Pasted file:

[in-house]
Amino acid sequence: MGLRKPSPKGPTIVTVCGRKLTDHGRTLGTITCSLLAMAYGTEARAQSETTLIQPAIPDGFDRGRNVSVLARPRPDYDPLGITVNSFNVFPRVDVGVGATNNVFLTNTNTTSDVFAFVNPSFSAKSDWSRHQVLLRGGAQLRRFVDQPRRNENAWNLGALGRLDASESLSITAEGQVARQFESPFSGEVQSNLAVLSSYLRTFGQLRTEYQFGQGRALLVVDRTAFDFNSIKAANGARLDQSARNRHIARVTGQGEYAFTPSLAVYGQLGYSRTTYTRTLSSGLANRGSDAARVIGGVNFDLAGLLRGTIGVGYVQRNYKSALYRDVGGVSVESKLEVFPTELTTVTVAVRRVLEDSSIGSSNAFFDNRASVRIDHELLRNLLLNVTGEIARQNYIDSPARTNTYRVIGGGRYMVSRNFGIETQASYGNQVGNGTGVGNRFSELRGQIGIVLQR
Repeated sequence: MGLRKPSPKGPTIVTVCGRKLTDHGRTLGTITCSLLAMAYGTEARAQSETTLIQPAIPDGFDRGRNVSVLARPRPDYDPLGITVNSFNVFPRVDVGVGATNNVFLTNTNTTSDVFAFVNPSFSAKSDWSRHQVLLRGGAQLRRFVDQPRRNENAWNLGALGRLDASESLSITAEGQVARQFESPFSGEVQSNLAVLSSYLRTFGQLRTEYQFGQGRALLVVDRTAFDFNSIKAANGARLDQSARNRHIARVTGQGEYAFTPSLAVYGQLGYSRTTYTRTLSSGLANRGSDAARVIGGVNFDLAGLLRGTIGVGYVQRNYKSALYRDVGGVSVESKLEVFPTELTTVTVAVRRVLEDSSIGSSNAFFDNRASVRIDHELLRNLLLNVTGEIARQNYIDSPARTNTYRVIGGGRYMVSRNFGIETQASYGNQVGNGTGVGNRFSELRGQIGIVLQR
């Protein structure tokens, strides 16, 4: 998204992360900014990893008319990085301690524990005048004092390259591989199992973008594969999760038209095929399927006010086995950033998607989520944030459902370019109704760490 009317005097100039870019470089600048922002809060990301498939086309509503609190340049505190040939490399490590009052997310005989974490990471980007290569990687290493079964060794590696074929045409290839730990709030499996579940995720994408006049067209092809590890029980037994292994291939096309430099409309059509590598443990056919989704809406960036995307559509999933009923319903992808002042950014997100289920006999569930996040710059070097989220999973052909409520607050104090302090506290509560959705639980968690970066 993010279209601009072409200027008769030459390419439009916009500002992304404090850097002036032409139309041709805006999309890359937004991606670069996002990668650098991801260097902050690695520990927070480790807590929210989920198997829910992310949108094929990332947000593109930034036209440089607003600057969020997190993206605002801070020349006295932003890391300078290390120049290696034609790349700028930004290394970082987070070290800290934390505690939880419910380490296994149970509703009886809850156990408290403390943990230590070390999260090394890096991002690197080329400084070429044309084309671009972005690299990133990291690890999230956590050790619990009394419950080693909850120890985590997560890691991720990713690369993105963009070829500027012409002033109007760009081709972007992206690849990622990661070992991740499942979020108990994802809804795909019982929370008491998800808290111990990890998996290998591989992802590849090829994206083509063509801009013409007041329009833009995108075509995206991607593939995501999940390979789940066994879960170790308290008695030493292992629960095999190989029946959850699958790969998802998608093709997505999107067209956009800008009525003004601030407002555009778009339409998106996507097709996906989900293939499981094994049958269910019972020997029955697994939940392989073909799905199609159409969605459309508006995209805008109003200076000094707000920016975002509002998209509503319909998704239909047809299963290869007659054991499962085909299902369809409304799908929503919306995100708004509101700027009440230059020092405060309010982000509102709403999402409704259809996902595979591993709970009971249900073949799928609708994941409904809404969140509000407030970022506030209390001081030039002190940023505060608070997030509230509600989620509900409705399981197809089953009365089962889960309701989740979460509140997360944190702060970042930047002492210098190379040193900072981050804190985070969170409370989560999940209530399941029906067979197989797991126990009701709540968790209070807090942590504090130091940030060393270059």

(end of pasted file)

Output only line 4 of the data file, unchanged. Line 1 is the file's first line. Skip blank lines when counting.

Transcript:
């Protein structure tokens, strides 16, 4: 998204992360900014990893008319990085301690524990005048004092390259591989199992973008594969999760038209095929399927006010086995950033998607989520944030459902370019109704760490 009317005097100039870019470089600048922002809060990301498939086309509503609190340049505190040939490399490590009052997310005989974490990471980007290569990687290493079964060794590696074929045409290839730990709030499996579940995720994408006049067209092809590890029980037994292994291939096309430099409309059509590598443990056919989704809406960036995307559509999933009923319903992808002042950014997100289920006999569930996040710059070097989220999973052909409520607050104090302090506290509560959705639980968690970066 993010279209601009072409200027008769030459390419439009916009500002992304404090850097002036032409139309041709805006999309890359937004991606670069996002990668650098991801260097902050690695520990927070480790807590929210989920198997829910992310949108094929990332947000593109930034036209440089607003600057969020997190993206605002801070020349006295932003890391300078290390120049290696034609790349700028930004290394970082987070070290800290934390505690939880419910380490296994149970509703009886809850156990408290403390943990230590070390999260090394890096991002690197080329400084070429044309084309671009972005690299990133990291690890999230956590050790619990009394419950080693909850120890985590997560890691991720990713690369993105963009070829500027012409002033109007760009081709972007992206690849990622990661070992991740499942979020108990994802809804795909019982929370008491998800808290111990990890998996290998591989992802590849090829994206083509063509801009013409007041329009833009995108075509995206991607593939995501999940390979789940066994879960170790308290008695030493292992629960095999190989029946959850699958790969998802998608093709997505999107067209956009800008009525003004601030407002555009778009339409998106996507097709996906989900293939499981094994049958269910019972020997029955697994939940392989073909799905199609159409969605459309508006995209805008109003200076000094707000920016975002509002998209509503319909998704239909047809299963290869007659054991499962085909299902369809409304799908929503919306995100708004509101700027009440230059020092405060309010982000509102709403999402409704259809996902595979591993709970009971249900073949799928609708994941409904809404969140509000407030970022506030209390001081030039002190940023505060608070997030509230509600989620509900409705399981197809089953009365089962889960309701989740979460509140997360944190702060970042930047002492210098190379040193900072981050804190985070969170409370989560999940209530399941029906067979197989797991126990009701709540968790209070807090942590504090130091940030060393270059």